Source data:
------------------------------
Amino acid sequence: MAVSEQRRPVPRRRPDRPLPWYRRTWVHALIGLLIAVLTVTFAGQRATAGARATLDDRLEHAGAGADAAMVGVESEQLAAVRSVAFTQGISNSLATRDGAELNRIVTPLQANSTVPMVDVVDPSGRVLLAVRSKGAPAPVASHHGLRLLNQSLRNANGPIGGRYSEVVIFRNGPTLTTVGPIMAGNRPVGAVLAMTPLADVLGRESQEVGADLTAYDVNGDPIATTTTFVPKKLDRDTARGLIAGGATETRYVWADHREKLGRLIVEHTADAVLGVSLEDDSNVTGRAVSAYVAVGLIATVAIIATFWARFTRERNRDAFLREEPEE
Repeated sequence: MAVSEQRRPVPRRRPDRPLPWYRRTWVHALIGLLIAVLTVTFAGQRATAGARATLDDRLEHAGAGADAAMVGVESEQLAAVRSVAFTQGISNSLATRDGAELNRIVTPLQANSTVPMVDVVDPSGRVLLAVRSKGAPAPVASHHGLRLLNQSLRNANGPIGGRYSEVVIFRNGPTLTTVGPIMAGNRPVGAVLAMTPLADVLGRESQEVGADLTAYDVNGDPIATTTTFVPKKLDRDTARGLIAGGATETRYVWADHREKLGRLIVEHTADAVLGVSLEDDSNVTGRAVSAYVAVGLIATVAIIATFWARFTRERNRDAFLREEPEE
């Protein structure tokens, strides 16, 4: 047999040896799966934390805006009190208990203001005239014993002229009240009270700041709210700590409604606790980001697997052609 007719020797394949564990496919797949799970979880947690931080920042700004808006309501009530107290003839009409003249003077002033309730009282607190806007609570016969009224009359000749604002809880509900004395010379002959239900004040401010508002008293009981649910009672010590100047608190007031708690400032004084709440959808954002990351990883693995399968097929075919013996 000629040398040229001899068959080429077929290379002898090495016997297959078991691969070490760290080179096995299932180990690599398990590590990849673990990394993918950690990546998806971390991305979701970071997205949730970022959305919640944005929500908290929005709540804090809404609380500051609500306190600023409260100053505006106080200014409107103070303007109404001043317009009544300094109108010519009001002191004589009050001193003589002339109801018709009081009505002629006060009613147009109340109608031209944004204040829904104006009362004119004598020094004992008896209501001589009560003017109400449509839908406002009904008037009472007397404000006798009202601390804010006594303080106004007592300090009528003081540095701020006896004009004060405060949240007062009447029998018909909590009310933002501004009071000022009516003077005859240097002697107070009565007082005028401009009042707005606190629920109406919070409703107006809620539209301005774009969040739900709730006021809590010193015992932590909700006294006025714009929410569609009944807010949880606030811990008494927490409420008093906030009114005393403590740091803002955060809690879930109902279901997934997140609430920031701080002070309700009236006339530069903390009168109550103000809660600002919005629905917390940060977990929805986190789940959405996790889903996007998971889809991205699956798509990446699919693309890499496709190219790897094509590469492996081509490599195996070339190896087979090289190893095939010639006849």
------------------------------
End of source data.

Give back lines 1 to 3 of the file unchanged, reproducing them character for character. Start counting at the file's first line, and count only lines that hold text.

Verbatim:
Amino acid sequence: MAVSEQRRPVPRRRPDRPLPWYRRTWVHALIGLLIAVLTVTFAGQRATAGARATLDDRLEHAGAGADAAMVGVESEQLAAVRSVAFTQGISNSLATRDGAELNRIVTPLQANSTVPMVDVVDPSGRVLLAVRSKGAPAPVASHHGLRLLNQSLRNANGPIGGRYSEVVIFRNGPTLTTVGPIMAGNRPVGAVLAMTPLADVLGRESQEVGADLTAYDVNGDPIATTTTFVPKKLDRDTARGLIAGGATETRYVWADHREKLGRLIVEHTADAVLGVSLEDDSNVTGRAVSAYVAVGLIATVAIIATFWARFTRERNRDAFLREEPEE
Repeated sequence: MAVSEQRRPVPRRRPDRPLPWYRRTWVHALIGLLIAVLTVTFAGQRATAGARATLDDRLEHAGAGADAAMVGVESEQLAAVRSVAFTQGISNSLATRDGAELNRIVTPLQANSTVPMVDVVDPSGRVLLAVRSKGAPAPVASHHGLRLLNQSLRNANGPIGGRYSEVVIFRNGPTLTTVGPIMAGNRPVGAVLAMTPLADVLGRESQEVGADLTAYDVNGDPIATTTTFVPKKLDRDTARGLIAGGATETRYVWADHREKLGRLIVEHTADAVLGVSLEDDSNVTGRAVSAYVAVGLIATVAIIATFWARFTRERNRDAFLREEPEE
């Protein structure tokens, strides 16, 4: 047999040896799966934390805006009190208990203001005239014993002229009240009270700041709210700590409604606790980001697997052609 007719020797394949564990496919797949799970979880947690931080920042700004808006309501009530107290003839009409003249003077002033309730009282607190806007609570016969009224009359000749604002809880509900004395010379002959239900004040401010508002008293009981649910009672010590100047608190007031708690400032004084709440959808954002990351990883693995399968097929075919013996 000629040398040229001899068959080429077929290379002898090495016997297959078991691969070490760290080179096995299932180990690599398990590590990849673990990394993918950690990546998806971390991305979701970071997205949730970022959305919640944005929500908290929005709540804090809404609380500051609500306190600023409260100053505006106080200014409107103070303007109404001043317009009544300094109108010519009001002191004589009050001193003589002339109801018709009081009505002629006060009613147009109340109608031209944004204040829904104006009362004119004598020094004992008896209501001589009560003017109400449509839908406002009904008037009472007397404000006798009202601390804010006594303080106004007592300090009528003081540095701020006896004009004060405060949240007062009447029998018909909590009310933002501004009071000022009516003077005859240097002697107070009565007082005028401009009042707005606190629920109406919070409703107006809620539209301005774009969040739900709730006021809590010193015992932590909700006294006025714009929410569609009944807010949880606030811990008494927490409420008093906030009114005393403590740091803002955060809690879930109902279901997934997140609430920031701080002070309700009236006339530069903390009168109550103000809660600002919005629905917390940060977990929805986190789940959405996790889903996007998971889809991205699956798509990446699919693309890499496709190219790897094509590469492996081509490599195996070339190896087979090289190893095939010639006849």